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Jurassic World: Fallen Kingdom is a big, dummy dino joke of a movie. It’s nothing but a brainless, sloppy rehash of Steven Spielberg’s original Jurassic Park sequel, The Lost World, with a lame militaristic angle thrown in again. Yes, the dinosaurs look cool, and things get off to an awesome start with an underwater visit to the skeleton of the genetically engineered dinosaur, Indominus rex, that died hard at the end of Jurassic World. The prologue is scary; it looks great, is well-directed, and seems to be setting the tone for a film that recalls the grim tone the excellent Michael Crichton novel that spawned the film franchise. Sadly, things degenerate—badly—after the title credits pop up, as the film becomes an island adventure in one half, with dinosaurs rampaging on the mainland in the other half. The crazed fun that was the original Jurassic World is lost, replaced by conveyer-belt,…
21 Jun 2018
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After a 14-year hiatus, the Parr family is finally back for more superhero shenanigans in Pixar’s Incredibles 2, a sequel that retains the zippy, funny spirit of the original. It’s not as good as the first, but it is still Pixar’s best “sequel” since Toy Story 3. The film picks up where the last one left off, with a criminal named Underminer (the voice of the ever-Pixar-present John Ratzenberger) looking to cause some trouble—just as teen Violet Parr (Sarah Vowell) is meeting a boy. Superheroes remain in hiding, but rich tycoon Winston Deavor (Bob Odenkirk) is looking to change that. Winston has a plan to get superheroes back in the limelight, and that plan involves Elastigirl/Helen (Holly Hunter) fighting crime and gaining publicity on a crazy new motorbike. While she’s out getting her superhero groove on, Mr. Incredible/Bob (Craig T. Nelson) must stay at home and take care of the…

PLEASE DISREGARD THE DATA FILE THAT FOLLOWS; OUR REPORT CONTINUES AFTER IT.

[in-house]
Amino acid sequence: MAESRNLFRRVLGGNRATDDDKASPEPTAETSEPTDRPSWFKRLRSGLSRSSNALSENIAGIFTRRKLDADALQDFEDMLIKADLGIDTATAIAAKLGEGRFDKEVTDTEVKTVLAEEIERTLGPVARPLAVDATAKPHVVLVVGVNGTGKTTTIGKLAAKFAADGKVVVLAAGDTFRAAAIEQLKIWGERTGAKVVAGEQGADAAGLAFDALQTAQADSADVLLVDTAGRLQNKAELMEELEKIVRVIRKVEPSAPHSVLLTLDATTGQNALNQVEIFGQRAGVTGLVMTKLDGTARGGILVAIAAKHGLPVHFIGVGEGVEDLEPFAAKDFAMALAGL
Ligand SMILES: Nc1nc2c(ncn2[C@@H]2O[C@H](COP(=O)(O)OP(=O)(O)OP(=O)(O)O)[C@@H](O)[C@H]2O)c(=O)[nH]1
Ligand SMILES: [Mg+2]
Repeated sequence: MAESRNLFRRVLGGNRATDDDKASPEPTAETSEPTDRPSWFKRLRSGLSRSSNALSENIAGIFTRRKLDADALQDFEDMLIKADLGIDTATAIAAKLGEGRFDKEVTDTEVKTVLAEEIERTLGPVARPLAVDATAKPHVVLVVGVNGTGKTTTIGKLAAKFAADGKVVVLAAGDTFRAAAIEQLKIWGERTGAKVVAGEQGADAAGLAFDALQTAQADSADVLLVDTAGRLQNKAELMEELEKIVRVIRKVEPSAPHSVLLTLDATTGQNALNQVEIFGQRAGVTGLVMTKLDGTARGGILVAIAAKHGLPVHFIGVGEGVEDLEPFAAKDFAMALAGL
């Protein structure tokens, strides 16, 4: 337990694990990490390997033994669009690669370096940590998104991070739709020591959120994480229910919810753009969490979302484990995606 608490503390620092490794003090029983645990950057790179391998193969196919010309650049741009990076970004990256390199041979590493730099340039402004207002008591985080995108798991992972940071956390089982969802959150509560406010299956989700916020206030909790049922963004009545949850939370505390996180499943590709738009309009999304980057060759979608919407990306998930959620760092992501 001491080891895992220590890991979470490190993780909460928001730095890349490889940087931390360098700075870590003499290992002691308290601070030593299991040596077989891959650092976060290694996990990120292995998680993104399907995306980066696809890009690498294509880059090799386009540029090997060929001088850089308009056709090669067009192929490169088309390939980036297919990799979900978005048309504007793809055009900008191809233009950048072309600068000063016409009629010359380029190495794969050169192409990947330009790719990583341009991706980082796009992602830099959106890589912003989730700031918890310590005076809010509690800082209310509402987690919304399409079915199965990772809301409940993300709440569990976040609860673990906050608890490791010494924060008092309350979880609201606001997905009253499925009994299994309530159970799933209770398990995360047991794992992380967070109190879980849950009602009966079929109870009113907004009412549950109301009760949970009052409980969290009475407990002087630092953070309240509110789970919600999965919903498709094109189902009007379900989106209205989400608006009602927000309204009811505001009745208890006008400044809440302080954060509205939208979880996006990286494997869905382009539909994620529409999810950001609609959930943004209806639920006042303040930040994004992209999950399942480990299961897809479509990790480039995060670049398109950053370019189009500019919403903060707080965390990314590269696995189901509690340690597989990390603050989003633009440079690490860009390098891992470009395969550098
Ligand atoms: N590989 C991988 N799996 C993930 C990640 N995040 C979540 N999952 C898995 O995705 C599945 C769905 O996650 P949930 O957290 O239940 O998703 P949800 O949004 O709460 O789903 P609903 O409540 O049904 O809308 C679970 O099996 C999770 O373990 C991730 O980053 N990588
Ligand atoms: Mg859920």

21 Jun 2018
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American Animals is a heist movie based on a true story—and the film has an original twist. Writer-director Bart Layton has made a narrative film based on the real-life robbery of treasured collectibles by four young men. Layton casts the four with the great talents of Evan Peters, Blake Jenner, Barry Keoghan and Jared Abrahamson, resulting in an exciting and funny retelling of the heist, which had some normal guys dressing like old men to steal paintings and Darwin books from a kindly librarian (Ann Dowd). The twist: Layton also gets the real-life people to tell their accounts of what actually happened, so the film has a true documentary element. Rather than playing like some campy criminal re-enactment TV show, the film comes together in a way in which the real guys are right at home in the proceedings. It’s a genius move that gives the movie some real-life heft—without…
18 Jun 2018